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Different Types of Mental Training

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Task: B1 Introduction to Different Types of Mental Training An athlete qualifying for an Olympic Final competes against athletes who are fit, strong, flexible, powerful and skilful. All the competitors have devoted time and energy to becoming top-class athletes. However, there is only one champion and two medal winners. Often the difference between a medal and eighth place is a fraction of a second or a few centimetres. Interviews with athletes who succeed at this highest level often focus on which aspect of their preparation made them different from everyone else. Nine times out of ten these great athletes refer to a mental edge or psychological toughness. An athlete who wants to compete against other talented athletes needs to think carefully about mental preparation. It is not enough for them to expect to win simply because they have coved more mileage then the next athlete, or because they have lifted heavier weights. In the final analysis it is often more important to keep the mind in the pressurized environment of competition. In this essay I will be covering different forms of mental training employed by the sport psychologist. Imagery Imagery and mental rehearsal are techniques that are frequently used in sport and exercise psychology because of the verity of applications they have in different settings. Imagery Imagery is a polysensorial and emotional creation or recreation of an experience that takes place in the mind. It should involve as many senses as possible as well as trying to recreate emotions experienced through the activity the athlete takes part in. The post effective imagery uses kinaesthetic, visual, tactile, auditory and olfactory senses. An example of imagery that anyone could take part in is to think about a favourite athlete in any sport. Then think about when you have watched that sports person performing. Consider when you have thought about what that athlete has done during their performance, (e.g. ...read more.


Arousal Arousal is an important aspect of sport and exercise because it can affect performance either positively or negatively depending on how you perceive the arousal. Therefore it is important to understand ways of regulating arousal and how this can benefit performance. Arousal Reduction Over-arousal is often experienced by athletes for reasons such as lack of confidence or seeing competition as a threat. The effects of over-arousal are generally the same regardless of the performer: physical and psychological discomfort that leads to reduced performance. The role of the sport psychologist would be to help the athlete to understand the causes of over-arousal to recognise the symptoms of over-arousal and then to help athletes to apply appropriate arousal management strategies to reduce levels to an optimal point. Common arousal reduction techniques include progressive muscular relaxation, breathing control, biofeedback, mind to muscle techniques and imagery. Progressive Muscular Relaxation Muscle tension is one of the most uncomfortable and devastating symptoms of an over-aroused state and can severely hinder performance due to losses in coordination (and therefore disrupt technique). It can also lead to an increased risk of injury due to vastly decreased flexibility. Progressive muscular relaxation (PMR) is an easy to use technique that can help to reduce muscular tension. It is a useful technique because it increases an individual's awareness of their levels of muscle tension and through the relaxation phase helps the individual to distinguish between what is a state of tension and relaxation. Breathing Control When you start to experience increased pressure in sport situations an automatic tendency is to hold your breath a little. Unfortunately when you do this it increases factors that can be negative to performance (like muscle tension). The best time to use breathing control is when you are in a sporting situation that allows you to take a brake. Controlled breathing is one of the easiest techniques for reducing anxiety symptoms and it has a range of physiological and psychological benefits. ...read more.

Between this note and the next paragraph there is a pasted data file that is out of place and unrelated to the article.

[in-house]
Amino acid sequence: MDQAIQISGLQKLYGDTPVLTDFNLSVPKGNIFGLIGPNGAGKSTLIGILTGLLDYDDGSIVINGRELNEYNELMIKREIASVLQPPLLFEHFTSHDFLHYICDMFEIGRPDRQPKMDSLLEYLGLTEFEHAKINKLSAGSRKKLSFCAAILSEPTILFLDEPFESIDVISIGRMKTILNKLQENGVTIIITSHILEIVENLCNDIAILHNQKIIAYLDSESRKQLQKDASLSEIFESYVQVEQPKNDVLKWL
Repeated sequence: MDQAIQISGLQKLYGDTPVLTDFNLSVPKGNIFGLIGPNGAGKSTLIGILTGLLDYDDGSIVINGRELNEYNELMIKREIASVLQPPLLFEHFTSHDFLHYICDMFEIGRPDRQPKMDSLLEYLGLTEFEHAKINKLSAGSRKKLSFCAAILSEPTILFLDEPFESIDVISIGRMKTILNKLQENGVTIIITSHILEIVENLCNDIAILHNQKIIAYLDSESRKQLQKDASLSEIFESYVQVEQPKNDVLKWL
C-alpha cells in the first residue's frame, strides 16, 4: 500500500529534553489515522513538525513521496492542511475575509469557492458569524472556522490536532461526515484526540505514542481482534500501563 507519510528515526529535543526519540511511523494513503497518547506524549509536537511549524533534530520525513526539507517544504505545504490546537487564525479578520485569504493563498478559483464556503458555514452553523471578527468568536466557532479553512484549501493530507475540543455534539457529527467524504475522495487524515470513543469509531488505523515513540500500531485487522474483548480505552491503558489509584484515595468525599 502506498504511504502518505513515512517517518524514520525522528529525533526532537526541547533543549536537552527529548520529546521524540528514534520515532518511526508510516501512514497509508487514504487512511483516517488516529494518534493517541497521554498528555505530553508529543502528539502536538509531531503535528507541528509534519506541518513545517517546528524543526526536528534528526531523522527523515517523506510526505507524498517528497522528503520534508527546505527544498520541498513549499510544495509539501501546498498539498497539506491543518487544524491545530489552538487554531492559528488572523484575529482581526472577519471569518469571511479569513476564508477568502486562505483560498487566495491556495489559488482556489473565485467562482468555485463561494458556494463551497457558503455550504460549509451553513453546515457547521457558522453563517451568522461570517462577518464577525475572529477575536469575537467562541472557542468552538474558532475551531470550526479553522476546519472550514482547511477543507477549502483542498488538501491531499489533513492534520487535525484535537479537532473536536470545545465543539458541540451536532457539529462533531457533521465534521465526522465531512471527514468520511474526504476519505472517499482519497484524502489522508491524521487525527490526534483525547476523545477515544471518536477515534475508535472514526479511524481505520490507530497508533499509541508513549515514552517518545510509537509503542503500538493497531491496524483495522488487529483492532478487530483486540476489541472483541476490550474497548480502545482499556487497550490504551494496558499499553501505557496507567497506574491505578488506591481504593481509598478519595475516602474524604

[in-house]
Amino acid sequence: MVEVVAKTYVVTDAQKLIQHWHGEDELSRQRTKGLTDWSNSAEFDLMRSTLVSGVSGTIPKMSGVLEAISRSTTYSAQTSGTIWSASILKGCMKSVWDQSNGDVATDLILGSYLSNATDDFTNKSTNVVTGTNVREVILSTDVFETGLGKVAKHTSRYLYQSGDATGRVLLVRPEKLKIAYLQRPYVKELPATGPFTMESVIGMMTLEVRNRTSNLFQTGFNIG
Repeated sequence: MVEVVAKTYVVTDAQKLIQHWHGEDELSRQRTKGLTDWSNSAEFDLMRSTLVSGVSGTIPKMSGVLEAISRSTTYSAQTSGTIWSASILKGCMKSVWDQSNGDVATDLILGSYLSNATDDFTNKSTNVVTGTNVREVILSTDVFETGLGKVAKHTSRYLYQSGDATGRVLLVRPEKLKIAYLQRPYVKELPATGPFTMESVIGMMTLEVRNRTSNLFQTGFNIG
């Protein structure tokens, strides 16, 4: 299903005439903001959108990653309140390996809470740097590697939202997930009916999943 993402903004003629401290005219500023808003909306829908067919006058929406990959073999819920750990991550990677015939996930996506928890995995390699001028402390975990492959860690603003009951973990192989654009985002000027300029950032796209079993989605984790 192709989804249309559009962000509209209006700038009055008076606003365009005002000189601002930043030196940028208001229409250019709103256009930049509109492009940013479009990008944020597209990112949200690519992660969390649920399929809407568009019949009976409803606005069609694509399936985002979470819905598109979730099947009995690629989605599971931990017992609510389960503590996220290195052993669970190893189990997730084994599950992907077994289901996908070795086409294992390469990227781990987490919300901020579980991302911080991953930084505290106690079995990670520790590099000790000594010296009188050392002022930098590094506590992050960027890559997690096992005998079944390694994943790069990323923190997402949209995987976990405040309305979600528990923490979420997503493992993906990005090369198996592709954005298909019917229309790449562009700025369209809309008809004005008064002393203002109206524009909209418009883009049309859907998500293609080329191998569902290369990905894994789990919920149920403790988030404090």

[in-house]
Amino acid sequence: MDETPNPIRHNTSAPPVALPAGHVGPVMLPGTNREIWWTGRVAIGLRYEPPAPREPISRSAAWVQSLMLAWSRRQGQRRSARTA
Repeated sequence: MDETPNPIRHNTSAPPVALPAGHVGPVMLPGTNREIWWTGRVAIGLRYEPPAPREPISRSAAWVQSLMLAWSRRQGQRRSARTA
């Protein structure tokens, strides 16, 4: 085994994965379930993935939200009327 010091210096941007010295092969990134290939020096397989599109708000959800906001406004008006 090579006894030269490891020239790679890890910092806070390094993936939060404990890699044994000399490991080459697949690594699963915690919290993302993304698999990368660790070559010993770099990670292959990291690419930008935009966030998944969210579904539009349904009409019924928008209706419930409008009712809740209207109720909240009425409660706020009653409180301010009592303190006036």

They relate to skills and technique they could be required to perform at a high level. Performance Goals Performance goals look at achieving a certain standard of performance without comparison with other individuals. This means that basically your competing with yourself. (E.g. increasing percentage of shots on target form 40% to 60%). When using performance goals regularly the athlete is trying to improve their own performance with a view to increasing the sense of mastery in performance. Principles of Goal Setting For goal setting to be effective it is important to set a range of outcome, process and performance goals. Goal setting should follow the S.M.A.R.T principal. Importance of goal setting Goals benefit performance in the following ways: * They motivate a performer to develop new strategies, tactics and mechanisms that re needed for performance to be successful * They control and mobilise the amount of effort needed and expanded by the performer to achieve an expected standard. * They direct the attention of the performer towards key aspects of the skill that is being performed by the individual. * They increase the level of effort that is needed until the goal is achieved. Performance Profiling Performance profiling is another technique available to sport and exercise psychologists to influence the motivation of sports performers. Their maybe a situation were you and your couch have different opinions on how you performed in your recent game (e.g. you thought you played well but your coach did not or visa versa). This is quite common in sport and performance profiling is one method used to try and eliminate the difference in opinion. Performance profiling helps to increase motivation here are two examples: * It can give the performer a greater sense of control over what they are doing which in turn increases there sense of achievement and mastery - two key areas in increasing intrinsic motivation. * It is a good way of increasing communication between the coach and the athlete making them both feel like they are more on the same wavelength. ...read more.